How much is a Cabinet post worth?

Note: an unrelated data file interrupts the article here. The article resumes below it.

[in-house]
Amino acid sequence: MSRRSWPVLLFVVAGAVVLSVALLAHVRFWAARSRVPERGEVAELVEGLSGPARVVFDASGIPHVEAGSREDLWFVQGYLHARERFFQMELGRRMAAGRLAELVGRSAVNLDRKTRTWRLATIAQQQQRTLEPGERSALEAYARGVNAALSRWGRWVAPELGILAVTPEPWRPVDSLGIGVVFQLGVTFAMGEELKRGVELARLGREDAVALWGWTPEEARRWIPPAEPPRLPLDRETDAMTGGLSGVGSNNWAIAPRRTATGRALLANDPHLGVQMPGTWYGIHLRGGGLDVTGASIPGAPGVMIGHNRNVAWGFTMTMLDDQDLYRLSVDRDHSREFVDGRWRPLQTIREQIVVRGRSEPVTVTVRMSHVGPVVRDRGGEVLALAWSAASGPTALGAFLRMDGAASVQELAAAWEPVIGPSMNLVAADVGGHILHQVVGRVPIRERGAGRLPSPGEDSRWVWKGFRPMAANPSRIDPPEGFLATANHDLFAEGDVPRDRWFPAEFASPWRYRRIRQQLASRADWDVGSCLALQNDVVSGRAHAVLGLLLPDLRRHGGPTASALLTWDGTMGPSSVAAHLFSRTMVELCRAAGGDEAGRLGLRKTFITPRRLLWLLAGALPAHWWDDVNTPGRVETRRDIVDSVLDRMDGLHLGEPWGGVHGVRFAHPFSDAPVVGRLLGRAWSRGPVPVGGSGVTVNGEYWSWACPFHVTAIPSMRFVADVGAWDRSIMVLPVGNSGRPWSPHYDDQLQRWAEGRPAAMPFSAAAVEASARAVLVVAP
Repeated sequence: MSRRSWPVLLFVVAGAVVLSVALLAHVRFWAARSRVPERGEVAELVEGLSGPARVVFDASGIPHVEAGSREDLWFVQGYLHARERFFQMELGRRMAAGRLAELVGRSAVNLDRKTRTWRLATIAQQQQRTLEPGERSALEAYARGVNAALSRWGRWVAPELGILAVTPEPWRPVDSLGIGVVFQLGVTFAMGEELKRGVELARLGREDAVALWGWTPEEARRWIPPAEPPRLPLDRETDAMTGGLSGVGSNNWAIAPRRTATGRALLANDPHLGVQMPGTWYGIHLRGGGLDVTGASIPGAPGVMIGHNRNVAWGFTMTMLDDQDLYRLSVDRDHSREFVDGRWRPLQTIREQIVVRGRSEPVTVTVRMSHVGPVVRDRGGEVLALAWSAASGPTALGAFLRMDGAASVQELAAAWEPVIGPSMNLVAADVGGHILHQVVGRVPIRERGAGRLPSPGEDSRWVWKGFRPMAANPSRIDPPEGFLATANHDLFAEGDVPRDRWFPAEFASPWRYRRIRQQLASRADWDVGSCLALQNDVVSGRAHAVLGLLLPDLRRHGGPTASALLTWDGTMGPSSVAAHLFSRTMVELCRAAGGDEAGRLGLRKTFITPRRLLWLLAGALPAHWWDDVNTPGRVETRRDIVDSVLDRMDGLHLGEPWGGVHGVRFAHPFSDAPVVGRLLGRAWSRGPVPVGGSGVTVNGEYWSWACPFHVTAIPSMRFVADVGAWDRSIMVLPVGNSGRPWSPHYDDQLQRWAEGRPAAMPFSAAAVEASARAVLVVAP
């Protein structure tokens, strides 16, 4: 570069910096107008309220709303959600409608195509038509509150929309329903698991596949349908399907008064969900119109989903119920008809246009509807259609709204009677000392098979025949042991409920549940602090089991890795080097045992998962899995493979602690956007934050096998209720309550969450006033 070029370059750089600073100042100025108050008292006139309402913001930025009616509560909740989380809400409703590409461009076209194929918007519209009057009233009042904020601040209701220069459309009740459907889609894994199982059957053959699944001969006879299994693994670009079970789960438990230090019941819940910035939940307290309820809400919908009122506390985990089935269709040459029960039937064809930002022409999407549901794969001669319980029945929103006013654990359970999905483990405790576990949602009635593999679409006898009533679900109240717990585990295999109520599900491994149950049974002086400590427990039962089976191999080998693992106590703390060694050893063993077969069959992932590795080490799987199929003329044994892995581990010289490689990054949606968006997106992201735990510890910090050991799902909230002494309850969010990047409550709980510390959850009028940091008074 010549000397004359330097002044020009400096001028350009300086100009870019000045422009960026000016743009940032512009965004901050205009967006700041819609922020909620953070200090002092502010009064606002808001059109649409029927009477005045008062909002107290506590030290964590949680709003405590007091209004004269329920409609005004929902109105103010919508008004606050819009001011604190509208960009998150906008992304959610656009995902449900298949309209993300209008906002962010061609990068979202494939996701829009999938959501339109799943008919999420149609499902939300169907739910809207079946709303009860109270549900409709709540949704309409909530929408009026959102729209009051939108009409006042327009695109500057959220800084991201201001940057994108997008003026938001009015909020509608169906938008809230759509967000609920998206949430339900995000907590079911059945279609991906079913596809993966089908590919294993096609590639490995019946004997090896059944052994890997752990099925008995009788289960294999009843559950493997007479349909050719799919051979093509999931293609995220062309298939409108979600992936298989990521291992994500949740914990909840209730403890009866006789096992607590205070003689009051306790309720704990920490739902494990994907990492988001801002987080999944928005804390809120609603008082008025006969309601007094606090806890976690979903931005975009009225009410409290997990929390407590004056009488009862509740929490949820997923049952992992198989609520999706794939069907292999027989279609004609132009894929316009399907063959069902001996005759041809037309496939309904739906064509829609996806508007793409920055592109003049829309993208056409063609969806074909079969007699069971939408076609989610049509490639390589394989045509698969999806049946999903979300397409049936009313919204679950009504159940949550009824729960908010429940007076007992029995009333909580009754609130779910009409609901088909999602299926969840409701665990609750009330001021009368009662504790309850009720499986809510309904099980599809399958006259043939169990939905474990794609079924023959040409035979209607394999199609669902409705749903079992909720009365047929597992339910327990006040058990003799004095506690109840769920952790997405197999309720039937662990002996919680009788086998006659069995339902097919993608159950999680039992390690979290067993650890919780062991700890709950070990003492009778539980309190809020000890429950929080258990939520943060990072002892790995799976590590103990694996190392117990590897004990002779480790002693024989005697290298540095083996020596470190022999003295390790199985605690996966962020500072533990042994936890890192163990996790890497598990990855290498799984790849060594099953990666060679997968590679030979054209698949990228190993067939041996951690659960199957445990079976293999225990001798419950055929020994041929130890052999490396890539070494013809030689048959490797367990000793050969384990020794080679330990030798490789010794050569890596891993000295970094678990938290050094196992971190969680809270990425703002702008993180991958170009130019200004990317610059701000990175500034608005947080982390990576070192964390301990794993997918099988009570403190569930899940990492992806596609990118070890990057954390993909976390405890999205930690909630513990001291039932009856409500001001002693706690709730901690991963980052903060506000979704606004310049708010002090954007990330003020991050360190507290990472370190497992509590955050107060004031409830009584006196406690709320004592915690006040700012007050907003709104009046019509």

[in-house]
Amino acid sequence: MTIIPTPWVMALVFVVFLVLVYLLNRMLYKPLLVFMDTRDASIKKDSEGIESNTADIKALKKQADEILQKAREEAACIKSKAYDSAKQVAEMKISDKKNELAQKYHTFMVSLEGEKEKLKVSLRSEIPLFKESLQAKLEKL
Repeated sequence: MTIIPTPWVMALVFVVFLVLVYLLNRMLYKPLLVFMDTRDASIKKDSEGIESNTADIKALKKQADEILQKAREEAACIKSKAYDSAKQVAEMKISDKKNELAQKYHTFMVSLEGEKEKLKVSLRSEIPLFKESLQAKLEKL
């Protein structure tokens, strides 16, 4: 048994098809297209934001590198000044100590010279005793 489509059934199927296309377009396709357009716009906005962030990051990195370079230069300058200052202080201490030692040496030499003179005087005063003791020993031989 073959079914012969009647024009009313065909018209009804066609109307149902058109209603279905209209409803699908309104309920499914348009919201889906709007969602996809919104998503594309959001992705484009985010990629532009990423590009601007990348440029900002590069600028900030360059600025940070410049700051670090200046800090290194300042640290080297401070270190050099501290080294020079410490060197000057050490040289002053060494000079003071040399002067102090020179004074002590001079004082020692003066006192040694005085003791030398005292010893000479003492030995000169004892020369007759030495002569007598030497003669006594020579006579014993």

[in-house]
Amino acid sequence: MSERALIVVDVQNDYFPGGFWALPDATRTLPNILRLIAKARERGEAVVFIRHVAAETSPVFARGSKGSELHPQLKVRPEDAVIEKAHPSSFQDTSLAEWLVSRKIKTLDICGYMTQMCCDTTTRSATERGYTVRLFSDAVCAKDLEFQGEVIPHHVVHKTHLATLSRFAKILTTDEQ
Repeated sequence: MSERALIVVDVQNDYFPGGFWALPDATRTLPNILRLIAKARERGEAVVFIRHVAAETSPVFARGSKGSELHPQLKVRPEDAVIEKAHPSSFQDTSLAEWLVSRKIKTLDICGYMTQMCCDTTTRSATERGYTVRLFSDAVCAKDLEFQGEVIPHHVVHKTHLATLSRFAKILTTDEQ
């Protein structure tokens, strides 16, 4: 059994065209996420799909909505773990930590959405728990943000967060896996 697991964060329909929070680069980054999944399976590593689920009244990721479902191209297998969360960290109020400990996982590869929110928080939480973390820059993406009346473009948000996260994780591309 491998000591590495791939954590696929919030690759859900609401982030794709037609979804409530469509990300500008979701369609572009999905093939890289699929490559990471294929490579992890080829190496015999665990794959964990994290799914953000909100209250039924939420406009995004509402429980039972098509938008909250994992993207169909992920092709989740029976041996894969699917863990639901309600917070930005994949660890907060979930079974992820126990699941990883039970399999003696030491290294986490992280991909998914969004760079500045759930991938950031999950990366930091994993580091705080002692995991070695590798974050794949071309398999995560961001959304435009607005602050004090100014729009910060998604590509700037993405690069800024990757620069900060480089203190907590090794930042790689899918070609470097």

This criminal case shows how the legal system has become more accepting of the access-marketing and horse trading politicians engage in, often in close proximity of receiving large amounts of money to support their campaigns. This case also serves as a reminder of the fact that these practices can still lead to serious legal problems if they are not regulated, such banking.Calk is facing two felonies for allegedly lending Manafort $16million in exchange for Trump campaign chairman's efforts to get the bank executive an important job in Trump's administration. Calk was eventually interviewed by the Tiger Team, a Trump transition group. He was also considered for the undersecretary of Army. However, he never got a nomination nor a job.Calk must be convicted of the felonies because the jury must determine that the Manafort money he received was worth more than 1,000 dollars. Calk could spend up to 35 years prison if he is convicted. However, federal guidelines would allow for a shorter sentence.According to court records, the prosecutors retained Jeff McCutcheon, a Florida consultant who specializes on executive compensation, as an expert to support their case that Calk's job applications are substantial.McCutcheon has over 37 years of experience working in human resources. He concluded that top administrative jobs can be very lucrative, even though they come with a lower pay scale than those who leave the private sector.McCutcheon, in a 11-page report he prepared for federal prosecutors, stated that a presidential appointment is not worth the immediate salary. Many executives from the United States' largest companies accept government jobs that involve a significant reduction in earnings or restructuring their investments. This is in exchange for long hours, extraordinary public scrutiny, reputational risk and a salary below $200,000 annually.According to the prosecution expert, the two top civilian Army posts Calk sought would be worth much more than what was required to trigger the felony bank corruption statute.McCutcheon stated that either appointment would be of benefit to Mr. Calk or the Bank and could have an exponential value of more than $1,000.McCutcheons report is focused on Calk's victory and the Army roles that he was considered for. It doesn't mention his desire to head a federal agency. The compensation expert does discuss the financial prospects for Cabinet members, but he also seems to misunderstand the Secretary of the Army post as a Cabinet position.McCutcheon examined the career paths of several Army secretaries in recent years. McCutcheon noted that Sec. David Fanning turned that position into a $1,000,000-per-year job as the Aerospace Industries Association's head. After serving at the Pentagon, Fanning's predecessor, ex-Rep. John McHugh of N.Y., went to K&L Gates. According to an expert, McHugh earned more than $400,000 in lobbying.McCutcheon concluded that Calks appointment as a Trump campaign economic advisor board member was well worth over $1,000 because of the connections, social status and publicity that this service brought. According to McCutcheon, the expense that members of such boards were willing and able to pay out of their own pockets demonstrates the value of this type of appointment.Prosecutors got Anthony Scaramucci, former White House communications director, to emphasize that Calks would be enriched if he was named to the advisory panel.Scaramucci stated that it is a highly prestigious title.McCutcheon acknowledged that not all high-profile U.S. government positions are good for one's reputation. He noted that some appointees are disgraceful.McCutcheon was the expert in compensation. However, they did not list any prior assignments to determine the amount of an alleged bribe.Prosecutors wrote that it is permissible for an executive compensation expert with long-standing experience to make qualitative judgements about the value and prestige of prestigious positions.Calks defense is that there was no connection between the job Calks was seeking and the loans to Manafort. However, his lawyers have also disputed Manafort's assistance as being out of the ordinary or if it has any financial value.Calks lawyers criticized McCutcheons method in a court filing. They called it completely lacking in rigor.McCutcheons methods can be, at best, inconsistent and more often than that, completely illusory, wrote defense attorneys Paul Schoeman, and Darren LaVerne.U.S. District Judge Lorna Schoffield, however, ruled that McCutcheon's opinions were admissible in advance of the trial. In a trial that is expected to last for several weeks, he has not yet taken the stand.Defence lawyers also stated that Calk received no value and Manafort could not offer any assistance in applying for the job.Although the government case is still pending, it seems that Calk's benefit from Manafort wasn't really a job. It was help in getting one. Alexandra Rothman, an Assistant U.S. attorney, stated that the illegally obtained multimillion-dollar loans from the bank executive was not a job, nor even a job interview. She wanted favors from Manafort.Paul Manafort bribed Stephen Calk. Rothman stated that Manafort gave him favors, and Calk gave him loans to finance his political influence.Recent years have seen the Supreme Court and other courts look suspicious at a number of alleged cases of political corruption. This often limited the authority that prosecutors claimed they had in pursuit of corrupt deals.The Bridgegate case saw two former aides to the governor being tried and thrown out by the justices. Chris Christie, a Republican from New Jersey, was charged with creating traffic snarls at a federally funded bridge in political retaliation for an uncooperative mayor. In the case against former Virginia Governor. Robert McDonnell, a Republican was charged with bribery for arranging a meeting or inviting to an event.An appeals court in federal district dismissed some charges against the former Illinois Democratic Governor. Rod Blagojevich concluded that trading a Senate vacancy to get a Cabinet job under the Obama administration was not a crime, even though Blagojevich was looking for the job. The 7th U.S. Circuit Court of Appeals stated that such trades are commonplace in political logrolling.Although these rulings might seem to weaken the idea that seeking political favors for a loan from a bank is a crime in theory, experts say the conduct alleged by Calk is likely still illegal. However, a similar trade-off for campaign donations is unlikely to be.Albert Alschuler, Northwestern Law professor, stated that the Supreme Court has a unique standard for distinguishing campaign contributions from bribes. He said that the justices see it this way because it is necessary to collect money to fund political campaigns. This is theft from a bank. This theory is not valid.McCutcheons report contains some comparisons, perhaps inadvertently. They highlight the contrast between Calk's case and the lax approach that the law often takes when it comes to the mixing of money with actions in politics. McCutcheon, for example, suggests that many ambassadorships can be traded for campaign contributions.A prestigious position is seen as an act of service that has value. The compensation expert said that large campaign donors receive ambassador roles in a pleasant environment.Even though such arrangements are illegal, criminal cases arising from such trades are rare. Herbert Kalmbach (a lawyer for President Richard Nixon) pleaded guilty in 1974 to accepting a $100,000 campaign donation in exchange for a switch in the location of an ambassadorial nominations position from one in the Caribbean to one in Europe.Manafort was pardoned by Trump in December. He served approximately two years of seven-and-a half years for various charges, including underpaid taxes, unreported bank accounts, and acting as an illegal foreign agent. Although Manafort was found guilty of some charges, Manafort pleaded guilty in other cases. However, the jury failed to convict him on four counts of conspiracy and bank fraud involving loans from Calks bank. The jury leaned 11-1 for conviction.Calks has not yet charged Manafort with the act of bribing Calks to allow him to testify. Calks defense has taken advantage of Manafort's alleged lies regarding his financial situation to argue that the banker was not trying to push bad loans onto the bank and was being deceived about Manaforts finances.